Thu Jun 13 2:02pm ET
By DAVID GINSBURG
AP Sports Writer
Baltimore Ravens quarterback Lamar Jackson throws a pass at the team's NFL football training facility in Owings Mills, Md., Wednesday, June 12, 2019 (AP Photo/Gail Burton)
Baltimore Ravens quarterback Lamar Jackson, center, shakes hands with Marquise Brown after workouts at the team's NFL football training facility in Owings Mills, Md., Wednesday, June 12, 2019 (AP Photo/Gail Burton)
Baltimore Ravens quarterback Robert Griffin III, right, passes as Lamar Jackson points during drills at the team's NFL football training facility in Owings Mills, Md., Wednesday, June 12, 2019 (AP Photo/Gail Burton)
Baltimore Ravens quarterback Lamar Jackson catches a football during practice at the team's NFL football training facility in Owings Mills, Md., Wednesday, June 12, 2019 (AP Photo/Gail Burton)
OWINGS MILLS, Md. (AP) It's been a year since Lamar Jackson arrived at his first NFL minicamp, fully understanding that his stature as a former Heisman Trophy winner and first-round draft pick didn't guarantee a lick of playing time during the regular season.
Former Super Bowl MVP Joe Flacco was the Baltimore Ravens starting quarterback, so Jackson immediately settled into backup role while he got a handle on a brand of football that was unlike anything he had experienced before.
''I would say I was kind of startled just being in the league,'' Jackson recalled Wednesday. ''Growing up, hearing all the things about when you go in the league, this and that is going to happen. Or the game is totally different, it's a lot faster.''
Jackson was too quick, elusive and talented to be buried on the bench, so he was used periodically on Sundays until Nov. 18, when he started in place of an injured Flacco and started the Ravens on a 6-1 hot streak that enabled them to reach the postseason as AFC North champions.
Flash forward to this week, when a much more poised and confident Jackson led the offense during the three-day mandatory minicamp.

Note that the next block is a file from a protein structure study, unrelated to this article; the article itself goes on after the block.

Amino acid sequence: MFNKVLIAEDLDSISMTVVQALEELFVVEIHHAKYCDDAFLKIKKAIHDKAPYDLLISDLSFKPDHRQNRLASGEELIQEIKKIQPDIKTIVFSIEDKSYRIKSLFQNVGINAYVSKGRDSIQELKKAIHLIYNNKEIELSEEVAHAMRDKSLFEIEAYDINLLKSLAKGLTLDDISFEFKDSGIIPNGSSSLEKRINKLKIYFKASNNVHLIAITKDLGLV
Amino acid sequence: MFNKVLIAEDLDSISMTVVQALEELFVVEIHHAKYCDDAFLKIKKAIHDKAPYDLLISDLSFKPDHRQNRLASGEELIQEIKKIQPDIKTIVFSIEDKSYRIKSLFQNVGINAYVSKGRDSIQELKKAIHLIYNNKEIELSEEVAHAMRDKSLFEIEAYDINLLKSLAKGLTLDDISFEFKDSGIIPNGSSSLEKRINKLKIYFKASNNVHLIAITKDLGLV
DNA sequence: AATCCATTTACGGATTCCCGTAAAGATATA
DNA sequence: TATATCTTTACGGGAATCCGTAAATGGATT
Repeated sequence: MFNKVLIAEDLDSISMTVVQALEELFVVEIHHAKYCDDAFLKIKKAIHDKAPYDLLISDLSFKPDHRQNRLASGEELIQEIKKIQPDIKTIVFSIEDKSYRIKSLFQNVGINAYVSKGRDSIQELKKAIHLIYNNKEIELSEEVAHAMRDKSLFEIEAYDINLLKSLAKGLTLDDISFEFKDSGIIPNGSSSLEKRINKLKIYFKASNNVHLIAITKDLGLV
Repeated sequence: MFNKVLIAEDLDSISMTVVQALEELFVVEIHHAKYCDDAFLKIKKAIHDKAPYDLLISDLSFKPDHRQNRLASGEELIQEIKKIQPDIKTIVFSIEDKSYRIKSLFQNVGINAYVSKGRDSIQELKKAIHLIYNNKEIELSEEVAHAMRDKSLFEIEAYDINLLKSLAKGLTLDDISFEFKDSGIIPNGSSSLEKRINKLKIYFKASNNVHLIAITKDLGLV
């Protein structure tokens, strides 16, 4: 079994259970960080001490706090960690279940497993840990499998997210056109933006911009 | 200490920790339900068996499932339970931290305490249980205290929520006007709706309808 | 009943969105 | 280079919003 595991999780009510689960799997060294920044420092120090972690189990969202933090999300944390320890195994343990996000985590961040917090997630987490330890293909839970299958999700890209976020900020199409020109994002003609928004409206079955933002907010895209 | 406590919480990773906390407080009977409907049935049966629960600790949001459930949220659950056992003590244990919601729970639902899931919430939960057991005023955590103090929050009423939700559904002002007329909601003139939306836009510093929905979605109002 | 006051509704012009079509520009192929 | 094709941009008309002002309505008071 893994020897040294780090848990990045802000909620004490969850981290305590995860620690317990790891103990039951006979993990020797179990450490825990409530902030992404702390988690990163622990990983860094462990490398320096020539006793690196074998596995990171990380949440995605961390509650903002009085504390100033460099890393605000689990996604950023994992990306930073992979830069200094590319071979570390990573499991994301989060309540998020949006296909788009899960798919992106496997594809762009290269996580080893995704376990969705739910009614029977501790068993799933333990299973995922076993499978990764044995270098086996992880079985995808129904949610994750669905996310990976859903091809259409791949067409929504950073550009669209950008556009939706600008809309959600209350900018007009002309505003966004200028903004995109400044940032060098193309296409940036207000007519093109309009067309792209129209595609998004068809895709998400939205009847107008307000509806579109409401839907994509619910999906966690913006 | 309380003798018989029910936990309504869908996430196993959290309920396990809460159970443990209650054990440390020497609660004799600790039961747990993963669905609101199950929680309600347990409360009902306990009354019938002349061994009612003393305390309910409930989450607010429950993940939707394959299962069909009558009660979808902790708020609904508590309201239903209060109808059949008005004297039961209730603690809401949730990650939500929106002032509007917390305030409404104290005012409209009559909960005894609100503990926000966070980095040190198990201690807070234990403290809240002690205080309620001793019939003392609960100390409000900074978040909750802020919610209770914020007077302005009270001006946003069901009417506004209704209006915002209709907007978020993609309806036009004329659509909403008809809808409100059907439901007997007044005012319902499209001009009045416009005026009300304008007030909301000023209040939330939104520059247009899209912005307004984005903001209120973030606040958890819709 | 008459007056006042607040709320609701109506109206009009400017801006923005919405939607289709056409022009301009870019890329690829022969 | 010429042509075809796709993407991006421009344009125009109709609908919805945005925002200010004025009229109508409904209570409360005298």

''Right now it's pretty calm to me,'' Jackson said. ''Playing in those seven games being around my teammates, it's been pretty good.''
Jackson performed so well last season that the Ravens traded Flacco and decided they would rewrite the playbook and build the entire team around a former University of Louisville star who has proven to be equally effective at the next level.
''You build around your players, nobody more so than your quarterback,'' coach John Harbaugh said. ''You identify who your quarterback is going to be for the long term, which we've done, we need to build everything around what he can do. Offense, defense, even special teams are built with that in mind. What type of team are we going to be, based on the skill set of the quarterback?''
Baltimore intends to use the same philosophy that proved so successful a year ago. The offense relied heavily on the run, led by Jackson's impromptu downfield bursts. If a long drive didn't end in a touchdown, standout kicker Justin Tucker almost unfailingly slammed through a field goal.
The league's top-ranked defense did its share by making sure the Ravens would prevail in low-scoring games.
The expectation this year is that Baltimore will benefit from Jackson's experience.
''He's a much better player than he was a year ago,'' Harbaugh said. ''And he will be a much better player at the end of training camp than he is right now.''
Jackson's maturity was evident in the huddle this week.
''From a leadership standpoint, he's doing really well,'' tackle Ronnie Stanley said.
There remains a measure of concern about Jackson's ability to throw from the pocket - he's surpassed 200 yards in only one game - but offensive coordinator Greg Roman is certain the 22-year-old will be flinging the ball with accurately and authority this season.
''Lamar is the kind of guy that, the more he does something, he's going to get better at it,'' Roman said.
Tennessee Titans running back Derrick Henry finished the 2018 season on a tear, rushing for 625 yards and eight touchdowns in the month of December alone. New Titans offensive coordinator Arthur Smith has stated that he plans to "ride" Henry going forward, but perhaps expectations should be tempered. While the Titans did improve their offensive line through free agency and the draft this offseason, Henry's involvement should remain game-script sensitive with receiving back Dion Lewis still in Tennessee. Henry is likely going to win you some matchups this season with his big play ability and touchdown upside, but he is also likely to lose you some weeks should the Titans fall behind early, making Henry a risky pick in the late second or early third rounds of fantasy drafts.
Cincinnati Bengals rookie running back Rodney Anderson (knee) is expected to open the 2019 season on the Physically Unable to Perform (PUP) list. If he does, Anderson will have to miss the first six games of the season and will be significantly behind in the battle for backup minutes in Cincinnati. This news likely means that Anderson's rookie season is going to be a fantasy nonfactor, though he still has value in dynasty leagues, where he has a chance to be the future number-two back behind Joe Mixon.